Symud i'r prif gynnwys
Cuddio Rhestr Erthyglau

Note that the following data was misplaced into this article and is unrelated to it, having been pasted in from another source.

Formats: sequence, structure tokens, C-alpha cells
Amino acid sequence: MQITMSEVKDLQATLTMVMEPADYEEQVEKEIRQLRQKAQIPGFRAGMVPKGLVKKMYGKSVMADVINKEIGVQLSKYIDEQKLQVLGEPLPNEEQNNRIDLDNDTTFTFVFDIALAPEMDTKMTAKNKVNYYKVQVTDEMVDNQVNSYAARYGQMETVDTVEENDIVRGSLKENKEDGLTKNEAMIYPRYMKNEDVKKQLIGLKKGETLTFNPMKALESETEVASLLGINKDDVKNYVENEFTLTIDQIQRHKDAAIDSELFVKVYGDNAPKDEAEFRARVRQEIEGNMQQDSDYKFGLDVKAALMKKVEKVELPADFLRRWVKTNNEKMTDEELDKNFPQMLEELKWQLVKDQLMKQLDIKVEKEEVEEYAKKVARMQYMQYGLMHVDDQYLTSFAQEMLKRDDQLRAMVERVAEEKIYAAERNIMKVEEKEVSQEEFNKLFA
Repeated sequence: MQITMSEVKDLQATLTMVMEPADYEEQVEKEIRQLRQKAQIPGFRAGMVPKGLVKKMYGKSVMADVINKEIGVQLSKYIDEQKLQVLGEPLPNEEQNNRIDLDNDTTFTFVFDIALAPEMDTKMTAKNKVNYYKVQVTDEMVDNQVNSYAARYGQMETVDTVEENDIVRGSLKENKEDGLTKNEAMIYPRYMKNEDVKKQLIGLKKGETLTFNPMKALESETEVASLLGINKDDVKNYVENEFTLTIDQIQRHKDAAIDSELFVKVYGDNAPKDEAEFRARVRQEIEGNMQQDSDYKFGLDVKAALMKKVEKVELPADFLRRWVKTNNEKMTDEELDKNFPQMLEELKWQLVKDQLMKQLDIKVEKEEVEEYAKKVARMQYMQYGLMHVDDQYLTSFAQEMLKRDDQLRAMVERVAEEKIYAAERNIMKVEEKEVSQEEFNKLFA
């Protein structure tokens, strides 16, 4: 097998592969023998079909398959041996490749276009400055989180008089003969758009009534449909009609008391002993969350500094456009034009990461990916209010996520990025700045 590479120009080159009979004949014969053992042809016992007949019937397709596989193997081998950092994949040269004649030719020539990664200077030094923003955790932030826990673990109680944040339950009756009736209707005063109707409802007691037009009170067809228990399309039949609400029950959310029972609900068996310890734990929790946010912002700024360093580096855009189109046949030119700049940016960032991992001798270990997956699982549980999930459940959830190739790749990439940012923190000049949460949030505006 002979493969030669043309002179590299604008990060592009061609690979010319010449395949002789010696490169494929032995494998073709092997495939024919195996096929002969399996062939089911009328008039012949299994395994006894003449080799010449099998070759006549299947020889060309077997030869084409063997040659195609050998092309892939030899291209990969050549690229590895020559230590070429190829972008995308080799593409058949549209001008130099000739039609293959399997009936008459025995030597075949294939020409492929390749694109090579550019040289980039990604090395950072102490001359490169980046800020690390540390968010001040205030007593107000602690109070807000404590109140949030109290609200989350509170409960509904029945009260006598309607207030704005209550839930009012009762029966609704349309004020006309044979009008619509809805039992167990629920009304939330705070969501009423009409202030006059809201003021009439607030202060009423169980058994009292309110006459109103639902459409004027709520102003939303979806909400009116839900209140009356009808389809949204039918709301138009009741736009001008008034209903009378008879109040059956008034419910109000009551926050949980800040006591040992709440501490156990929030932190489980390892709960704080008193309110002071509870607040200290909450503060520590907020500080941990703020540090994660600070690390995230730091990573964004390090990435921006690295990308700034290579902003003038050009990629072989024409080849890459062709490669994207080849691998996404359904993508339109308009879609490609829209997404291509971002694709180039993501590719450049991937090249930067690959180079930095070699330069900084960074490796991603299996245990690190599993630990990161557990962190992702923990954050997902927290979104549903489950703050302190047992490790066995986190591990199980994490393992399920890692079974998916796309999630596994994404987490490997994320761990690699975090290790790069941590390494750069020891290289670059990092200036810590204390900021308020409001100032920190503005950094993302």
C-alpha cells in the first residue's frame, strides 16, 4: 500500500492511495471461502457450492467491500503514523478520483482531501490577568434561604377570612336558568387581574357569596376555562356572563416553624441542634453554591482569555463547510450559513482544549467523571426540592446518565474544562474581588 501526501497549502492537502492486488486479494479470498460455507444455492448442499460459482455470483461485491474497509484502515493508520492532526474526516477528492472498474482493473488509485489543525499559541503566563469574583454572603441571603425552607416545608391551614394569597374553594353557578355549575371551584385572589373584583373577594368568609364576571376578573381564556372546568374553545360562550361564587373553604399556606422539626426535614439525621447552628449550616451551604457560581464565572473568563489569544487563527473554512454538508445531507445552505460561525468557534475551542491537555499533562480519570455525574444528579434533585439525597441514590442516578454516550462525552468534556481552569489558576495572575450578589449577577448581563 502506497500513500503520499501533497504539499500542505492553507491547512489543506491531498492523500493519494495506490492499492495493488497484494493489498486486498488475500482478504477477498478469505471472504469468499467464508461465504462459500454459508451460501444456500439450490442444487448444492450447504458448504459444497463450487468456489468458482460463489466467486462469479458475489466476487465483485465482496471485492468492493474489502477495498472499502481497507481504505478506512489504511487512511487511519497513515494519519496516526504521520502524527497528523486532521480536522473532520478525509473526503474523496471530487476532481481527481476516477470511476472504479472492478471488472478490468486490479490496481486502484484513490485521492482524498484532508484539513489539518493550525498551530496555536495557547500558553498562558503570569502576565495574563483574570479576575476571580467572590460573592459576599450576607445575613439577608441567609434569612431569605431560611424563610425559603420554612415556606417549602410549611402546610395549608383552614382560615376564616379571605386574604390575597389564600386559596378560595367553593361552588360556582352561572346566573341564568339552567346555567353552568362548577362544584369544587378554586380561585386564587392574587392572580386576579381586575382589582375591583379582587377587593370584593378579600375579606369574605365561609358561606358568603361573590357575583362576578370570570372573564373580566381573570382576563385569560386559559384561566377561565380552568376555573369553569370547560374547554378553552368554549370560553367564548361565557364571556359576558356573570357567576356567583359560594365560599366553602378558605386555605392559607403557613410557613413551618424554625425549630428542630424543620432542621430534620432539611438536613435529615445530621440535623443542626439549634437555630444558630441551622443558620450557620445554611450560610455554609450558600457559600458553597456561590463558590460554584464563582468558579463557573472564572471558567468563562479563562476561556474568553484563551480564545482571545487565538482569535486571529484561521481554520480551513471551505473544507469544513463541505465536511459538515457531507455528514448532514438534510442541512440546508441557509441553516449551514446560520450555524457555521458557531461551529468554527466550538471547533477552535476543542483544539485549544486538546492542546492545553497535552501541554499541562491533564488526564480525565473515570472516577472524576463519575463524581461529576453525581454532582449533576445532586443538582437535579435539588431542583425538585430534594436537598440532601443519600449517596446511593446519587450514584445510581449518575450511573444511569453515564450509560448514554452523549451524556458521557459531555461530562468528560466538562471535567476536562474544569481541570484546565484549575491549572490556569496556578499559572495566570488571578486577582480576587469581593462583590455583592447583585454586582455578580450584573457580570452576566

6 erthygl ar y dudalen hon